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Let's all relive the magic of Jim Abbott tossing his no-hitter at Yankee Stadium

Jim Abbott's story is a remarkable one. Despite being born without a right hand, he was a star at the University of Michigan, pitched the U.S. to an unofficial gold medal in the Olympics and became a first-round Draft pick of the Angels in 1988.

But that perseverance shouldn't be the only thing we remember about him. Abbott was a good pitcher -- he entered California's rotation as a rookie without making a single Minor League start, and in his third Major League season, he finished third in Cy Young Award voting with a 2.89 ERA. On Sept. 4, 1993, as a member of the Yankees, he etched his name into baseball history by firing a no-hitter:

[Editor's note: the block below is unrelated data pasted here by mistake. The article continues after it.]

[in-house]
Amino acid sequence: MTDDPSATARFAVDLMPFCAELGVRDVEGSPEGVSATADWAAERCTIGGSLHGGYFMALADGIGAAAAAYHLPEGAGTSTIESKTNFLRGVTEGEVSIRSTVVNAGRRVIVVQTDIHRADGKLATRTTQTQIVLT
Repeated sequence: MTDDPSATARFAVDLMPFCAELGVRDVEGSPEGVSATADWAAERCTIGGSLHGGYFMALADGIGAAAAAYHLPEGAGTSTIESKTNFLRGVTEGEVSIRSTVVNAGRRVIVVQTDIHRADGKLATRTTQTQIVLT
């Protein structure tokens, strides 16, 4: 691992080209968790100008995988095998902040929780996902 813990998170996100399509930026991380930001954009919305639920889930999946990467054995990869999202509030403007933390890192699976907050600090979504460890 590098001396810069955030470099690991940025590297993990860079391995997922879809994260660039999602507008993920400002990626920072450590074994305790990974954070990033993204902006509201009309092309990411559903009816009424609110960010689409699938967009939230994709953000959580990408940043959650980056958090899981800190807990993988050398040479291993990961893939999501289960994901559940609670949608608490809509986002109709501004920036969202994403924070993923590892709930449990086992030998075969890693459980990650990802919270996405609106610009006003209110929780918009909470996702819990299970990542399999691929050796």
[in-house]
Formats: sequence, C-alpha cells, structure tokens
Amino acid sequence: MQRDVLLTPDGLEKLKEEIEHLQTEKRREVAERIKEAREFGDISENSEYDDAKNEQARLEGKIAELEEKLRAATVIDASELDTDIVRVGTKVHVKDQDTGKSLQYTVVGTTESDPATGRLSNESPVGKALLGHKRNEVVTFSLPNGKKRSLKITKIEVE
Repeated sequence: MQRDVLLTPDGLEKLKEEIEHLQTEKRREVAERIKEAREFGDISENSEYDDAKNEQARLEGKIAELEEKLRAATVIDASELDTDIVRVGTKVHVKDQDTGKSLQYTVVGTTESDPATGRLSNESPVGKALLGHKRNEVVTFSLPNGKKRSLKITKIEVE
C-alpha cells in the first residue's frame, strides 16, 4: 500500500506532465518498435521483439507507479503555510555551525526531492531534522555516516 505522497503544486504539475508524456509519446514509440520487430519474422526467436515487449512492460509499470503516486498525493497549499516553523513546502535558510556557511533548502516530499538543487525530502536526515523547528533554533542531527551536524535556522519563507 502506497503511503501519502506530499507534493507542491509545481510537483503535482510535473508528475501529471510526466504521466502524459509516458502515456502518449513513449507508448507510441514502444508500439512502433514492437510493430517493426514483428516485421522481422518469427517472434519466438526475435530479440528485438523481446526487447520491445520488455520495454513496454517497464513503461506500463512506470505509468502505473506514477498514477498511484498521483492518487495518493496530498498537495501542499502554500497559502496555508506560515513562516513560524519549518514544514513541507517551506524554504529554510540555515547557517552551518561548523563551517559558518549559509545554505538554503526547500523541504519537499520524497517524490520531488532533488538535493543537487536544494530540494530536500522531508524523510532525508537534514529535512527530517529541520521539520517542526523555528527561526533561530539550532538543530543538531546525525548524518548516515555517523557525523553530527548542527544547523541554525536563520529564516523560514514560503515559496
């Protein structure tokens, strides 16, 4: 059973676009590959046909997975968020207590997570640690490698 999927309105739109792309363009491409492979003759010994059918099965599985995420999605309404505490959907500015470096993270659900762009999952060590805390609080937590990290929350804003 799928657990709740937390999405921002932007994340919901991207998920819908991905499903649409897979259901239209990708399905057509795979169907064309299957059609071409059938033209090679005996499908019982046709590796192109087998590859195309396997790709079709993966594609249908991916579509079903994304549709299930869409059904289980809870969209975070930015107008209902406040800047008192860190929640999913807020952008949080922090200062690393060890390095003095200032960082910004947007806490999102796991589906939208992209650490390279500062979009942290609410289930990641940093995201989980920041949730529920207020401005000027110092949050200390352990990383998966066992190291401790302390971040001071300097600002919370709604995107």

Abbott no-hitter

He didn't do it against soft competition, either. Abbott faced an Indians lineup featuring Kenny Lofton, Carlos Baerga, Jim Thome and some rookie playing in his third career game named Manny Ramirez  -- the core of a team that just two years later would win the American League. 

But Abbott frustrated Cleveland all day, posting one of the most strangely dominant stat lines you'll see: Five walks to just three strikeouts. Abbott pitched to contact masterfully, inducing 15 ground balls while giving up just one line drive. He may have just missed a Maddux -- he threw 119 pitches -- but it was a pretty good impression.